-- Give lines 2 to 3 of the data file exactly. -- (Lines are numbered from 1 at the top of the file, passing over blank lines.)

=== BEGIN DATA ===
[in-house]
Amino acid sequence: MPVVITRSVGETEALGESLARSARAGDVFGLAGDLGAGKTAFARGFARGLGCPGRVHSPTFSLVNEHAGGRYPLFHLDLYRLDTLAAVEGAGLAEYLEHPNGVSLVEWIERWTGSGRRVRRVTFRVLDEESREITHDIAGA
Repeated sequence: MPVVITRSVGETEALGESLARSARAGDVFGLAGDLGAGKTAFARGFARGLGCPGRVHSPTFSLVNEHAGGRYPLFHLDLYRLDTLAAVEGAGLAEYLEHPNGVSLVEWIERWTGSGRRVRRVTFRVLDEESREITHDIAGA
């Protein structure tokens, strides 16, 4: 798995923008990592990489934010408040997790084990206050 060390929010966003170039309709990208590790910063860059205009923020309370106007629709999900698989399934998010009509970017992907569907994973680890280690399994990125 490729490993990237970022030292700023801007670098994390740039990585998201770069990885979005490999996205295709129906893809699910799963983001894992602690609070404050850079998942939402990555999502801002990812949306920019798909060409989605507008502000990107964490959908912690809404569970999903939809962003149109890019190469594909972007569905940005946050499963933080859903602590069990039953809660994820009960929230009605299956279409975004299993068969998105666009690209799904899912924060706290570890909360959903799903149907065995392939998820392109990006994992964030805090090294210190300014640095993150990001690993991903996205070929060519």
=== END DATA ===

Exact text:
Amino acid sequence: MPVVITRSVGETEALGESLARSARAGDVFGLAGDLGAGKTAFARGFARGLGCPGRVHSPTFSLVNEHAGGRYPLFHLDLYRLDTLAAVEGAGLAEYLEHPNGVSLVEWIERWTGSGRRVRRVTFRVLDEESREITHDIAGA
Repeated sequence: MPVVITRSVGETEALGESLARSARAGDVFGLAGDLGAGKTAFARGFARGLGCPGRVHSPTFSLVNEHAGGRYPLFHLDLYRLDTLAAVEGAGLAEYLEHPNGVSLVEWIERWTGSGRRVRRVTFRVLDEESREITHDIAGA